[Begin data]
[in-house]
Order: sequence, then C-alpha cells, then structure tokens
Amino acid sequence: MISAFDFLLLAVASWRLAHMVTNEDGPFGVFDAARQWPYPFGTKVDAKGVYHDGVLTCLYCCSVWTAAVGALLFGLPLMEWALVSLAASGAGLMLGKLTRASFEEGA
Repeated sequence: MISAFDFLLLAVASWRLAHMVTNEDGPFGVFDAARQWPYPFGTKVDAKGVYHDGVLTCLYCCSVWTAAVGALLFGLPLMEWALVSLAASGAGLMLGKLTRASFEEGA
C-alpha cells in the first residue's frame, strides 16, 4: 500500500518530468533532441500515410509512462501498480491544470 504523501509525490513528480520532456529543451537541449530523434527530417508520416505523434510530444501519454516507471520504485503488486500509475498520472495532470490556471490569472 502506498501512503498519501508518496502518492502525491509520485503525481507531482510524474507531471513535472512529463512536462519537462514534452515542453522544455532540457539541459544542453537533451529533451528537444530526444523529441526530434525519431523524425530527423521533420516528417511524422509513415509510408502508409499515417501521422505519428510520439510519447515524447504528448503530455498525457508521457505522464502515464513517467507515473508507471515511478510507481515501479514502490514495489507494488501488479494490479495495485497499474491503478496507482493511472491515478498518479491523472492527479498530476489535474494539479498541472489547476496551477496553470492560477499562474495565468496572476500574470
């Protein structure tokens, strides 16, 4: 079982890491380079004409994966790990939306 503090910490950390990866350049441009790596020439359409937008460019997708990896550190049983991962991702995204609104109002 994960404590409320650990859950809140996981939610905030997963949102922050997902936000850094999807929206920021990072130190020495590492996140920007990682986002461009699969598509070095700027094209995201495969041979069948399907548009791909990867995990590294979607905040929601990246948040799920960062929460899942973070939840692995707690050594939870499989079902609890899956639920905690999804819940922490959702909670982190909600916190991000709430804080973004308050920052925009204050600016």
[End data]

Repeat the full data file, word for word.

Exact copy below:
[in-house]
Order: sequence, then C-alpha cells, then structure tokens
Amino acid sequence: MISAFDFLLLAVASWRLAHMVTNEDGPFGVFDAARQWPYPFGTKVDAKGVYHDGVLTCLYCCSVWTAAVGALLFGLPLMEWALVSLAASGAGLMLGKLTRASFEEGA
Repeated sequence: MISAFDFLLLAVASWRLAHMVTNEDGPFGVFDAARQWPYPFGTKVDAKGVYHDGVLTCLYCCSVWTAAVGALLFGLPLMEWALVSLAASGAGLMLGKLTRASFEEGA
C-alpha cells in the first residue's frame, strides 16, 4: 500500500518530468533532441500515410509512462501498480491544470 504523501509525490513528480520532456529543451537541449530523434527530417508520416505523434510530444501519454516507471520504485503488486500509475498520472495532470490556471490569472 502506498501512503498519501508518496502518492502525491509520485503525481507531482510524474507531471513535472512529463512536462519537462514534452515542453522544455532540457539541459544542453537533451529533451528537444530526444523529441526530434525519431523524425530527423521533420516528417511524422509513415509510408502508409499515417501521422505519428510520439510519447515524447504528448503530455498525457508521457505522464502515464513517467507515473508507471515511478510507481515501479514502490514495489507494488501488479494490479495495485497499474491503478496507482493511472491515478498518479491523472492527479498530476489535474494539479498541472489547476496551477496553470492560477499562474495565468496572476500574470
């Protein structure tokens, strides 16, 4: 079982890491380079004409994966790990939306 503090910490950390990866350049441009790596020439359409937008460019997708990896550190049983991962991702995204609104109002 994960404590409320650990859950809140996981939610905030997963949102922050997902936000850094999807929206920021990072130190020495590492996140920007990682986002461009699969598509070095700027094209995201495969041979069948399907548009791909990867995990590294979607905040929601990246948040799920960062929460899942973070939840692995707690050594939870499989079902609890899956639920905690999804819940922490959702909670982190909600916190991000709430804080973004308050920052925009204050600016």